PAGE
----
Friday, May 25, 2007

The Blind Watchmaker - chapter 6

As I said earlier, the question of "Where did the first DNA replicating machine come from?" is just as intractable as "Where did God come from?". In this chapter, Dawkins sets out to disprove this statement by completely evading the issue. Instead, he focuses on how big the universe is and whether or not there might be some unknown (and probably unknowable) chemistry that was the true precursor. The behavior of crystals is alluded to, but I don't see where this leads to anything useful. Did the first microprocessor wash up on a beach due to waves rearranging silicon crystals in sand? Or was it designed? Oh, I forgot - design is impossible, in spite of the neighbor who works at Intel!

In the earlier chapter, Dawkins notes that the Histone H4 protein is common to both peas and humans. We can deduce that the sequence (or something very close) of amino acids is vital to Eukaryotes. This protein has 102 amino acids. If only one 102 amino acid sequence is needed, then the chances of this occuring are one in 5x10132, which is 5x1021 times greater than our absolute upper bound for the number "astronomical" as derived earlier. What is the minimum set of proteins for the first replicating machine? What else is required, since the only replicating machines we know of include proteins, RNA and DNA? Even if all the pieces do happen to exist, what is the chance of them actually being assembled correctly? How many other problems are there that I didn't consider that are the minimum requirements for life? Not only does this chapter not provide any answers, but it doesn't even begin to acknowledge the size of the problem. Again, the only thing that can be said on behalf of the theory of evolution here is that no competitors are permitted, so it is guaranteed to come in first! Survival of the fittest?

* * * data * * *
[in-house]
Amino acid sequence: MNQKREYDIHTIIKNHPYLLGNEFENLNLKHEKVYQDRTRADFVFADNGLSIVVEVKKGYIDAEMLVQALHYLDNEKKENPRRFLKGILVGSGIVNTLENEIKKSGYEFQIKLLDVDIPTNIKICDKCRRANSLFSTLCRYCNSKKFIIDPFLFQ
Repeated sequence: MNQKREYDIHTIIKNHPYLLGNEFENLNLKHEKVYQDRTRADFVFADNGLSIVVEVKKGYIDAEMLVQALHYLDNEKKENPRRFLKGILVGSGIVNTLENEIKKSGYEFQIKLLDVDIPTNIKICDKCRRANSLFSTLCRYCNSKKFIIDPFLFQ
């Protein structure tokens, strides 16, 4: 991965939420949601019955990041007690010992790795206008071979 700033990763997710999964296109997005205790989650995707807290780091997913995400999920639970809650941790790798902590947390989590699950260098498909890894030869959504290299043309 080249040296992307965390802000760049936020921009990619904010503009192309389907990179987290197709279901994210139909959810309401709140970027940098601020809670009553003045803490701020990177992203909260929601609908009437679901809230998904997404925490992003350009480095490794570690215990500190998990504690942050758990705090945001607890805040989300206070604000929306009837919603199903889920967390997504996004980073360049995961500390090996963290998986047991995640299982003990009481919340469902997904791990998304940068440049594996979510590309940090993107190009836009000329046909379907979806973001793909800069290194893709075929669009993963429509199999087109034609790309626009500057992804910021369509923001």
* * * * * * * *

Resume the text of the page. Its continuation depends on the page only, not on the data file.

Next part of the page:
Links: Chapter 1 & 2, Chapter 3, Chapter 4, Chapter 4b, Chapter 5,


Bunc said...

The Theory of evolution isnt actually a theory about how life emerged. Its not a theory which sets out to explain how the first replicating "machines" were formed.

I have less problem with Deists who argue that God (the Intelligent designer) may have caused the first spark of life to appear.

The fossil record by its nature can tell us nothing of the very irst life. Indeed if you read on this issue you will see that it is quite possible that the very first life is not the common ancestor of all current life.(basically because life could theoretically have got going a couple of times during early earth history and then beeen wiped out only to have to start again).

There is little or no direct observational evidence available to us to help us devide how life strted or arrived on earth. The issue I have with Intelligent designers is with their attempts to refute the extrememly strong evidence for natural selection processes as the driver of evolutionary developemnt - after life had first emerged.

So speculation about "designers" clearly has more scope as an "explanation" in an area where there is little or no evidence one way or the other.

Bunc said...